Furthermore, the Obama Administration, despite being criticised as “socialist” by the frothing right, did little to reform the economy in any meaningful way. Obama economic reforms were limited the Dodd-Frank Act and the Consumer Financial Protection Bureau. These were not insignificant, but they were anodyne policy when what the economy needed was a reboot. Obama and the Democrats had a filibuster-proof majority in Congress, albeit briefly, and the government could borrow at almost zero interest (less than zero when real dollar values were factored in). More could have been done for working people if only average Americans inspired the same passion and dedication from our so-called representatives as did the big banks.

The government spared no expense stumbling all over itself to bail out big banks and financial institutions. Their zeal for protecting working Americans was less than inspiring. Furthermore, there was no good reason for this except to shore up the ramparts of corporate capitalism in the face of calamity. Economically speaking, it would have made little difference if hundreds of billions of dollars were spent on mortgage payers rather than mortgage holders. The money spends the same within the market. The people trusted the Democrats to stand up for them. When the Democrats turned out to be just another corporate shill, the Dems lost their numbers and their opportunity to make a real difference.

Credit must be given where it is due, however. Obama and the Democrats’ early fiscal policies did end the recession and kickstarted economic growth. This is the economy that Trump has inherited, and it simply hasn’t changed much regardless of right-wing propaganda. At the very best, it can be said that Trump has not extended his pattern of business failure to the U.S. economy–yet. His penchant for corruption may be another story entirely. Trump’s fiscal policy in his first year is limited to some deregulatory Executive Orders and a recently passed tax deform reform that will require about $1.5 trillion in debt if current growth is to be sustained, which seems to be exactly what the proposed budget does.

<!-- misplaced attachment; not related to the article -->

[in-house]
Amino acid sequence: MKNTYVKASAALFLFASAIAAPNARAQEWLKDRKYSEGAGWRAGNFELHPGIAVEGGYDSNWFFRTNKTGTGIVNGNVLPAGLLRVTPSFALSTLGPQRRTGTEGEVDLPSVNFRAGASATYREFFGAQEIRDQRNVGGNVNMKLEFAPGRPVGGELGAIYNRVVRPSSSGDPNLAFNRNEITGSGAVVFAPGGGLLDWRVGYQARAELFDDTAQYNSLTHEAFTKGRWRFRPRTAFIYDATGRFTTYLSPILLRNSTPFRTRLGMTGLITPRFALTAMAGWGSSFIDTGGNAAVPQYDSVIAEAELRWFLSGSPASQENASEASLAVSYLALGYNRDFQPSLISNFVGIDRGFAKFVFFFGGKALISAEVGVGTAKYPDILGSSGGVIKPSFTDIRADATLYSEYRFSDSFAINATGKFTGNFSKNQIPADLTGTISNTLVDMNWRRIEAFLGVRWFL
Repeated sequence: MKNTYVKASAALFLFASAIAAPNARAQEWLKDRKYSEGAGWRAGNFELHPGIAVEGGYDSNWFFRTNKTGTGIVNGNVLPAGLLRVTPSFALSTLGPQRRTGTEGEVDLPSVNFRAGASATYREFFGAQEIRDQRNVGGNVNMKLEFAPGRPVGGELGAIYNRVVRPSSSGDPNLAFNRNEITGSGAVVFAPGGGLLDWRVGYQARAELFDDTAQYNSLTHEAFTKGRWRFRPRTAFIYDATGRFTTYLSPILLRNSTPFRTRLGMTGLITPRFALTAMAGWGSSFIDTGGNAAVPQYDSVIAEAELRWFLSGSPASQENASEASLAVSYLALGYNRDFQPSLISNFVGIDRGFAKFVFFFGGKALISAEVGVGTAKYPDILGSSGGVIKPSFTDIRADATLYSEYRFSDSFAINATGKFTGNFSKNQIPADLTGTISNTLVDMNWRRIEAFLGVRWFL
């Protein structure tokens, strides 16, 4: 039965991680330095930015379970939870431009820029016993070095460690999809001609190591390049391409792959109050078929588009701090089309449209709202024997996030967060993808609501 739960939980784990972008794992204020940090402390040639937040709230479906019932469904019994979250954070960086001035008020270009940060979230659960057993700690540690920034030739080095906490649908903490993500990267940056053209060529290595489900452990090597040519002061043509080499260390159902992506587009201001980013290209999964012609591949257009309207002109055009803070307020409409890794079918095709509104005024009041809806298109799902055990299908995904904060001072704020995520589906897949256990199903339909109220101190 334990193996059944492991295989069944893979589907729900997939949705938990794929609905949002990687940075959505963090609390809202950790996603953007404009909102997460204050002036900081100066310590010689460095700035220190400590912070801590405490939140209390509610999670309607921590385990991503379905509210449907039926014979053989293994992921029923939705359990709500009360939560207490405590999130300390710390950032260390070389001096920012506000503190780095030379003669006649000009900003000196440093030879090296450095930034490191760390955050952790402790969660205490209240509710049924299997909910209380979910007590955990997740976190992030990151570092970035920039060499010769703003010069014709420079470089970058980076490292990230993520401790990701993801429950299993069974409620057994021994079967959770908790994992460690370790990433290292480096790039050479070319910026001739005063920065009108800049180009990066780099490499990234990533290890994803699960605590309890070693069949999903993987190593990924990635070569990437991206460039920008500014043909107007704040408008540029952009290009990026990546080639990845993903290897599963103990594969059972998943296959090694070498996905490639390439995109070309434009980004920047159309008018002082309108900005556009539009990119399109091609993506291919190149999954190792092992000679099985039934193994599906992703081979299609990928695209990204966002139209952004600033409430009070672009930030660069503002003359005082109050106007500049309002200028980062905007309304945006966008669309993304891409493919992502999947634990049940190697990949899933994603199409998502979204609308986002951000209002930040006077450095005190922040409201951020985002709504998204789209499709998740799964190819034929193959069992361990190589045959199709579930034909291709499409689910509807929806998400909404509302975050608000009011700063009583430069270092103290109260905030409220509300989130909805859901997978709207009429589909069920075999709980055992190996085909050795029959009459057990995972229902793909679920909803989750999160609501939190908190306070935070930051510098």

Indeed, by Trump’s very own criteria, his first year in office has been a failure. In 2016, candidate Trump, campaigning in the face of economic growth and a falling unemployment rate, based his critique of the Obama economy on the declining Civilian Participation Rate, food stamps and the trade deficit.

The Civilian Participation Rate, the percentage of the population that is working in the civilian economy, is the favorite whipping boy for the right wing…when a Democrat is in office. Now, this is largely a meaningless measure as an indicator of how well the economy is doing, as most of the variance is due to demographic factors such as Baby Boomers entering retirement. However,

civilian labor force.png
The Civilian Participation Rate seems to have leveled off at historically low levels. 

it was the indicator that Trump chose, and by this indicator, his numbers are not an improvement over Obama’s. The best that can be said is that it appears to have leveled off.


Of course, conservatives never get enough of lashing Democrats for the number of people on food stamps (SNAP), as if helping people eat is a bad thing. Trump was no exception to this rule. He pointed out during the campaign that there were about 43 million Americans on food stamps. True enough. How many people were on food stamps as of Fiscal Year 2018? Almost 43.7 million. Well…um…

trade deficit

Surely, with all of his protectionist rhetoric and MAGA hats, The Orange Don is finally getting our trade deficit under control. After all, he hammered Hillary Clinton and President Obama for an $800 billion trade deficit. This was largely attributed to their weakness as negotiators. How has the United States done now that we are wielding the “Art of the Deal?” Well, the trade deficit is worse.

I know. Awkward, right?